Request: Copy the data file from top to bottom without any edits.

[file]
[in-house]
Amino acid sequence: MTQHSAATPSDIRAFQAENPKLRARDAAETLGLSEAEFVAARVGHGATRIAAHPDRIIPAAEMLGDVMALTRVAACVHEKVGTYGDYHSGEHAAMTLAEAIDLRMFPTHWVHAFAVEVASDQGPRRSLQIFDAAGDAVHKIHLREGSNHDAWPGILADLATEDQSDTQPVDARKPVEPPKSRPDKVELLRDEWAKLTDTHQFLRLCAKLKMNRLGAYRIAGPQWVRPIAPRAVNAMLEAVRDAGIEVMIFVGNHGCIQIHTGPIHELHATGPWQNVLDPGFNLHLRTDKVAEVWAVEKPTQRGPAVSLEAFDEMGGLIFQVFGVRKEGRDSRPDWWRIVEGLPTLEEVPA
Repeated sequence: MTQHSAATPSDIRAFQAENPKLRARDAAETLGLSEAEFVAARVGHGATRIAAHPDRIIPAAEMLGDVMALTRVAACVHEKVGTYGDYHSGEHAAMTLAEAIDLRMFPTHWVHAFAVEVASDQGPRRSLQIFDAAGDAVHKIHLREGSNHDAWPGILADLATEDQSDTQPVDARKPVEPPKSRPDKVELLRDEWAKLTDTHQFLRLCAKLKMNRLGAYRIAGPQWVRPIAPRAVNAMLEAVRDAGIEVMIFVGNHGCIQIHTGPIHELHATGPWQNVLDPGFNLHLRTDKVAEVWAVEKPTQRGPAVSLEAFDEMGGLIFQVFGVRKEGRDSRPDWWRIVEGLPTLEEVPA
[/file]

[in-house]
Amino acid sequence: MTQHSAATPSDIRAFQAENPKLRARDAAETLGLSEAEFVAARVGHGATRIAAHPDRIIPAAEMLGDVMALTRVAACVHEKVGTYGDYHSGEHAAMTLAEAIDLRMFPTHWVHAFAVEVASDQGPRRSLQIFDAAGDAVHKIHLREGSNHDAWPGILADLATEDQSDTQPVDARKPVEPPKSRPDKVELLRDEWAKLTDTHQFLRLCAKLKMNRLGAYRIAGPQWVRPIAPRAVNAMLEAVRDAGIEVMIFVGNHGCIQIHTGPIHELHATGPWQNVLDPGFNLHLRTDKVAEVWAVEKPTQRGPAVSLEAFDEMGGLIFQVFGVRKEGRDSRPDWWRIVEGLPTLEEVPA
Repeated sequence: MTQHSAATPSDIRAFQAENPKLRARDAAETLGLSEAEFVAARVGHGATRIAAHPDRIIPAAEMLGDVMALTRVAACVHEKVGTYGDYHSGEHAAMTLAEAIDLRMFPTHWVHAFAVEVASDQGPRRSLQIFDAAGDAVHKIHLREGSNHDAWPGILADLATEDQSDTQPVDARKPVEPPKSRPDKVELLRDEWAKLTDTHQFLRLCAKLKMNRLGAYRIAGPQWVRPIAPRAVNAMLEAVRDAGIEVMIFVGNHGCIQIHTGPIHELHATGPWQNVLDPGFNLHLRTDKVAEVWAVEKPTQRGPAVSLEAFDEMGGLIFQVFGVRKEGRDSRPDWWRIVEGLPTLEEVPA